Introduction

Find out what to take and be aware of safety considerations before setting off on the track.

What to expect

Track surfaces are varied and involve long sections of mud that can be knee-deep and thick, regardless of the season. Some sections of track are prone to flooding.

Keep to the tracks as valleys are steep and the bush is dense.

Beach access can be difficult when tides are high and seas are rough – if necessary, wait for low tide.

Weather

Stewart Island’s weather is extremely changeable and difficult to predict. Strong winds, hail and heavy rain can occur at any time of the year. Earthquakes and associated tsunamis are a possibility.

Obtain an up-to-date weather forecast before starting the track and be well equipped for extreme weather conditions. Remember, exposure and hypothermia can affect anyone and can kill.

Communication

Radios are not provided in any of the huts. Cell phone coverage is very limited and should not be relied on.

Taking a personal locator beacon and/or mountain radio is strongly recommended.

Cooking porridge at Bungaree.
Cooking porridge outside Bungaree hut

Huts and hut tickets

All backcountry huts on the North West Circuit Track require Backcountry Hut Tickets or an Backcountry Hut Pass. Read more about Backcountry Hut Tickets and Passes

Trampers planning on staying at any of the Great Walk huts and campsites while walking the North West Circuit Track must make a booking prior to departure.

What to take

The following gear is essential, no matter how warm it is on the day of departure. Remember to pack everything in your pack inside a plastic pack liner to keep it dry, especially your sleeping bag and clothes.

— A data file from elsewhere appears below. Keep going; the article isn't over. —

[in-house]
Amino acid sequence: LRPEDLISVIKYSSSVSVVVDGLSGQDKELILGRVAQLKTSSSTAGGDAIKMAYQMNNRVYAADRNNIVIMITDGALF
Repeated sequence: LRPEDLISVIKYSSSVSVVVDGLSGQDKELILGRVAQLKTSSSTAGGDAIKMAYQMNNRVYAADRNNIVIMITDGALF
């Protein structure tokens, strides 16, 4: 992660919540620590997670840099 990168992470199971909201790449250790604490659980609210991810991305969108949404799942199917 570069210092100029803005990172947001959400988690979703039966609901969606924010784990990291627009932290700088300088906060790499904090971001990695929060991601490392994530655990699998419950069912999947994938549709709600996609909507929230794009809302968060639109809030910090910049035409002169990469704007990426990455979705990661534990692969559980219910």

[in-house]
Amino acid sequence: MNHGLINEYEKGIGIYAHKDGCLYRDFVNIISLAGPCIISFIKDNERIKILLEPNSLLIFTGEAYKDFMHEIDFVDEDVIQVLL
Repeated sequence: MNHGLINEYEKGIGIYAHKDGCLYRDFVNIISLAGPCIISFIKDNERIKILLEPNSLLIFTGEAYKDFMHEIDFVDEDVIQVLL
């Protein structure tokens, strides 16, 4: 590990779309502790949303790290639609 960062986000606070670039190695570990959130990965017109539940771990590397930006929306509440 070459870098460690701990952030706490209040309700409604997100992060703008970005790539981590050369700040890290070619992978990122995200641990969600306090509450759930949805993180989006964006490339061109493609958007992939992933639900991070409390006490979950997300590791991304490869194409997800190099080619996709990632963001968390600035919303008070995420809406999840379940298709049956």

• At least two complete sets of clothing – one set to walk in and another to change into at the hut if necessary (it is not possible to dry clothes at the huts). Note: Cotton clothing like jeans, T-shirts and sweatshirts is not suitable; polypropylene, which is quick drying (but can be flammable), is recommended.
  • Boots – comfortable and broken in
  • Mittens/gloves – wool or polypropylene
  • Woollen hat/balaclava and sun hat
  • Raincoat – waterproof and windproof, with hood
  • Overtrousers – waterproof and windproof
  • Gaiters (optional but recommended)
  • Extra socks, underwear, shirt/lightweight jersey (depending on length of trip)
  • Food – lightweight and high in energy value. Take all you need for the entire trip – once you leave Halfmoon Bay there is nowhere to buy more
  • Sleeping bag – good qualitydown or hollofil
  • Portable stove and fuel
  • Cooking, drinking and eating utensils, pot scrub and tea towel
  • Drink bottle
  • Matches/lighter, in waterproof container
  • Candles and torch – include spare batteries and bulb
  • Toiletries – including toilet paper
  • First aid kit – including insect repellent and sunscreen
  • Topographical map and compassor GPS – note that thick forest cover can interfere with GPS signal
  • Survival kit – include survival blanket, whistle, paper and pencil,spare food
  • Personal locator beacon and/or mountain radio (optional but strongly recommended)

Tell someone

Before you go into the outdoors, tell someone your plans and leave a date to raise the alarm if you haven't returned. To do this, use the New Zealand Outdoors Intentions process on the AdventureSmart website. It is endorsed by New Zealand's search and rescue agencies and provides three simple options to tell someone you trust the details about your trip.

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